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There has always been a difference in functionality between saving files and exporting them. Generally, any file format which Fireworks can reopen are usually found under the Save or Save As options. Any formats or workflows which can't be reopened back in Fireworks are usually found under the Export option. So let's first talk about saving files. Flat files, such as GIF, JPEG or standard PNG files will save back as flat files unless you add additional layers or text elements or effects. Add any of these elements to the file and Fireworks will ask you what you want to do.
So, a quick example here: I've got my JPEG file of my cyclist. If I go up to my Filters menu and just make an adjustment to my levels, increase the contrast a little bit, so, click OK. That's a permanent effect to the file. If I go ahead and press Ctrl+S, the file will automatically get saved back as a JPEG file. That adjustment is basically permanently part of the pixels. I'm going to undo that, and we'll try something else here. I'm going to grab my Text tool, and I'm going to go into my image here, and I'm just going to type in some text.
Now, as soon as I add in an element like this, whether it's text or a live effect or another layer, for example, when I try to save the file by pressing Ctrl+S, Fireworks is smart enough to know there is a difference between the original JPEG file and what we've got onscreen now. We've got extra layers. So, Fireworks asks you, "What do you want to do?" If you say, this is a JPEG file, you're going to flatten everything, and the text will no longer be editable. Your main option, and the one that Fireworks wants to pick, is right here, Save Fireworks PNG file.
That would maintain the layer integrity. The text will remain as text, and the photo will remain as a photo, and you can continue to edit them later on. I'm just going to cancel out of that. I'm going to delete my little text block here. Now, if you create a brand-new file and you add layers, you add objects, you add pages or effects, when you try to save that brand-new file that was created, you're automatically going to be saving it as a Fireworks file. You won't really be given too much of a choice there. Now, let's talk a little bit about Save As. If you want to save you layered or flattened file in another format, including Photoshop, you'll use the File > Save As command.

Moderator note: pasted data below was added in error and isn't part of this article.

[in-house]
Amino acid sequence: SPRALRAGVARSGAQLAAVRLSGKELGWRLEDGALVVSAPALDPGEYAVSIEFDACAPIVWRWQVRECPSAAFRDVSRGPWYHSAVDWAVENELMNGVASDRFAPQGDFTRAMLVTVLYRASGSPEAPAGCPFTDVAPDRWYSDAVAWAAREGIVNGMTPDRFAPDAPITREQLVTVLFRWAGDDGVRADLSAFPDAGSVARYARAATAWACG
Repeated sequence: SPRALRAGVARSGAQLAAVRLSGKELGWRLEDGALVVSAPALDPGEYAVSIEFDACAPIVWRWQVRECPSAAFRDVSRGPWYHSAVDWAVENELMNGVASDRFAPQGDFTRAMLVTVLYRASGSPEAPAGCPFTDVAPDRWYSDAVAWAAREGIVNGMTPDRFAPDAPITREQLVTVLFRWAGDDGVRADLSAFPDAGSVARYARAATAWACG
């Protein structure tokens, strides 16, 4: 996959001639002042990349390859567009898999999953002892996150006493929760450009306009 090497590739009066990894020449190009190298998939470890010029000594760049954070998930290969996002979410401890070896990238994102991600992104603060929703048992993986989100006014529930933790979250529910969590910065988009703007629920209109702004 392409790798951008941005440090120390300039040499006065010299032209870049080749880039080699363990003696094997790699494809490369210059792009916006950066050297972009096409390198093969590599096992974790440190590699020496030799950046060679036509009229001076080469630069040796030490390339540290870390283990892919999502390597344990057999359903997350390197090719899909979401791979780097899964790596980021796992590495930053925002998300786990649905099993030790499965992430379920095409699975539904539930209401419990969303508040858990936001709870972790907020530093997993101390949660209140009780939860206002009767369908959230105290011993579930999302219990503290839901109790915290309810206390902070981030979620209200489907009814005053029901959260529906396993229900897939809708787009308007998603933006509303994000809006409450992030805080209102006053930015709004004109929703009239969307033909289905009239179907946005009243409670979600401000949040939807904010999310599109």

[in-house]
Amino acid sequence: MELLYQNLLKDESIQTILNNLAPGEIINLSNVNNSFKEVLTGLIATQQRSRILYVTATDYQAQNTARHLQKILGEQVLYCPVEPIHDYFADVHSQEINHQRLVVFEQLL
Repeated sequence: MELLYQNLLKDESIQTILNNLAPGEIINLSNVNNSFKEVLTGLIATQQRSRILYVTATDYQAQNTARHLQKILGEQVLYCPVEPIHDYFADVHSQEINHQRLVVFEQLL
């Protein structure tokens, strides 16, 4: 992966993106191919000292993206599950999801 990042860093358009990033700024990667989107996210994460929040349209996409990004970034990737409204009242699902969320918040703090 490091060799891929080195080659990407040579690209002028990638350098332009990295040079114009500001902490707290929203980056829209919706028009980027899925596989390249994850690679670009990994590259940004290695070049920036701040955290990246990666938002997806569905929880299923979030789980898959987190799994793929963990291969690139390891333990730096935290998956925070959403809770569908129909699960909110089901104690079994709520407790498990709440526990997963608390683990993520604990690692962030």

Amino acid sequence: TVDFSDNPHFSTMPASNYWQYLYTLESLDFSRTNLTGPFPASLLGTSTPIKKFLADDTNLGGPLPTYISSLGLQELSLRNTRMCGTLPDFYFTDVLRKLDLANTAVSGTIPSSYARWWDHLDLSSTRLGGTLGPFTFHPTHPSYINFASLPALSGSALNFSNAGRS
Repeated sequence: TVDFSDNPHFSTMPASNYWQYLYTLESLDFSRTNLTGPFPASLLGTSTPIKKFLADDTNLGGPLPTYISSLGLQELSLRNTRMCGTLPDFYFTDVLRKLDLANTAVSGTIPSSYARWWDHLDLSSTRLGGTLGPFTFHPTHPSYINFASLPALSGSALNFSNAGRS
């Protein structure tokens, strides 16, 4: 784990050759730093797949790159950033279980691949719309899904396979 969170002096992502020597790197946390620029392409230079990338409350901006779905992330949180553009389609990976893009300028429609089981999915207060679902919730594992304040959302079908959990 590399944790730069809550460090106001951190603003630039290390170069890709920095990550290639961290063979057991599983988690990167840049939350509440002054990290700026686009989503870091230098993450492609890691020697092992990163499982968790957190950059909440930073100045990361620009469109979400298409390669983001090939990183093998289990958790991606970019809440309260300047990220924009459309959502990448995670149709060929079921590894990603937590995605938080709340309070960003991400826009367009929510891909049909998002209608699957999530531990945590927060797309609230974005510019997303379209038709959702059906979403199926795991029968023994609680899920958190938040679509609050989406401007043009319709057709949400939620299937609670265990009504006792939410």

So, I'm just going to hop over to my mockup_index page here, which is a multilayered file. I can choose File > Save As. When I make this choice, I'm given several options under the Save as type menu. You can see we've got our Fireworks PNG format. That's the default choice, because it is a layered file. But I can also pick Bitmap, GIF, Animated GIF, Illustrator 8, JPEG, SWF, Flattened PNG, Photoshop PSD files, TIFF files, or WBMP files.
So I've got quite a few different choices here. Most of these are flattened files, but files such as the Photoshop format will retain a lot of the editability in the layer structure that are in the original Fireworks file. Just a quick example here, if I decide to save this as a JPEG file, for example, a flattened version of my mockup that I can e-mail to my client for them to have a look at, once I've chosen JPEG as the format, I've got an Options button I can click on where I can go into an Image Preview window, and I can set the optimization settings. I can set the Quality. I can set things like Smoothing, and so on, for that specific export.
If I choose, for example, the Photoshop format, again, I have an Options button. I get different choices here. This is all about maintaining editability in the Photoshop file. So, I've got options here to maintain editability over appearance, maintain the Fireworks appearance, create a smaller Photoshop file, or I can do my own custom settings as well. I'll just cancel out of that as well. And lastly, we've got Exporting. Exporting a design or image generally means one of two things: either you're flattening the file and basing the image export on settings in the Optimize panel, or you are exporting the file in a format that Fireworks can't really work with later on, such as PDF or FXGN images or even CSS-based layouts.
So, let's just take a quick peek at that process as well. You notice, in my Optimize panel, I have a generic optimization setting of GIF here. I'm just going to change to JPEG, because there is a lot of graphics, a lot of photographs in that file. I'm going to go to File > Export. In this particular case, I can choose a whole range of different export options. So I can choose to export as PDF. I can choose to export as HTML images, which will generate a web page plus my graphics. I can export just the images only.
Now, in this case, that's one big file, because there is no slicing or anything applied to this. I have quite a few other choices, CSS and images. I can export existing layers to files, existing states to individual files, even pages to individual files. So, there are quite a few choices here, but most of the end results in these options are not the kinds of files you'll be able to reopen inside of Fireworks and do any editing with. So, that's saving and exporting in a nutshell. Knowing your options for working with files is a fundamental part of any graphics application.
As we can see, Fireworks is no different.
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